Future Of Disability Rights Enforcement Unclear
As the nation’s top civil rights attorney, Thomas Perez made disability issues a priority. His nomination this week to head the U.S. Department of Labor, however, is bringing an uncertain future for disability rights enforcement.
President Barack Obama nominated Perez Monday to be the next secretary of labor. If confirmed, the move would leave Perez’s current job as assistant attorney general of the civil rights division at the U.S. Department of Justice wide open.
Since he was confirmed to the post in 2009, Perez has taken on disability rights head first. Under his leadership, the Justice Department has participated in legal actions in more than two-dozen states to uphold the rights of those with disabilities to live in the community whenever possible, in addition to bringing first-ever hate crimes charges on the basis of disability.
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“It’s really been night and day,” said Curt Decker, executive director of the National Disability Rights Network, of the Justice Department’s efforts under Perez as opposed to his predecessors. “He really has built the department and made them extremely aggressive on disability issues.”
Decker, who’s group is an umbrella organization for the protection and advocacy organizations in each state, said Perez has been an ally to disability advocates, not only by bringing cases, but also backing existing ones.
Under previous administrations, Decker said federal prosecutors would often identify problems at state-run institutions and reach settlements forcing the states to pump millions of dollars into fixing the facilities. By contrast, under Perez, states including Virginia and Georgia have agreed to essentially dismantle their institutionally-focused systems for people with disabilities and establish a complement of community-based offerings.
Beyond that, Perez’s division has pursued cases to ensure accessibility of sidewalks, hotels and stadiums. They’ve taken a stand against unnecessary segregation in sheltered workshops and his department worked to clarify the rights of students with disabilities to bring service dogs to school, among other issues.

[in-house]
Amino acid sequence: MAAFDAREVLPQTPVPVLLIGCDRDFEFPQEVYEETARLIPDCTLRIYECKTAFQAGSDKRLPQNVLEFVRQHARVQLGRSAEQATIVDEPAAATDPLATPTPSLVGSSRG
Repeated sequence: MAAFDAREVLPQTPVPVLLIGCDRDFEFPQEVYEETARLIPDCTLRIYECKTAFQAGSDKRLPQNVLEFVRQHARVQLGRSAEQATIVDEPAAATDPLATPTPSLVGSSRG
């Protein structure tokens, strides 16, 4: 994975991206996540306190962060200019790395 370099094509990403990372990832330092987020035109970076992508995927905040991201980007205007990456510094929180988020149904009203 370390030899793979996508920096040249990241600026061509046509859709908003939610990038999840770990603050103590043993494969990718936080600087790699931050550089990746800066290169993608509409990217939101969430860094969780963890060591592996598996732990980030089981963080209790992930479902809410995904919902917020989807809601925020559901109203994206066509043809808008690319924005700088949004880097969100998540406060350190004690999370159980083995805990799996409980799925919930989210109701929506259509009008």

Perez’s efforts have stretched far beyond the people directly affected by the cases the Justice Department has pursued under his tenure, said Mark Perriello, president and CEO of the American Association of People with Disabilities.
“It’s a huge impact not only because more people can live independently, but to see enforcement is really empowering and energizing,” Perriello said.
Next up, Perez will go before the U.S. Senate in a bid to be confirmed as the next labor secretary, a process which could be contentious amid concerns from Republicans that decisions — specifically on voting rights issues — were ideologically driven under his tenure at the Justice Department.
If confirmed, disability advocates say they are optimistic that Perez will be a strong voice for those with disabilities at the Labor Department, perhaps addressing issues like subminimum wage and the use of sheltered workshops.
Who might take Perez’s place at the Department of Justice is unclear, though both Decker and Perriello said they believe the Obama administration’s commitment to disability rights enforcement comes from the top and will outlive any one appointee.
“I think the next person will have very big shoes to fill,” said AAPD’s Perriello. “It’s my hope that there will be a similar emphasis under whoever comes in after Tom, but there are no guarantees.”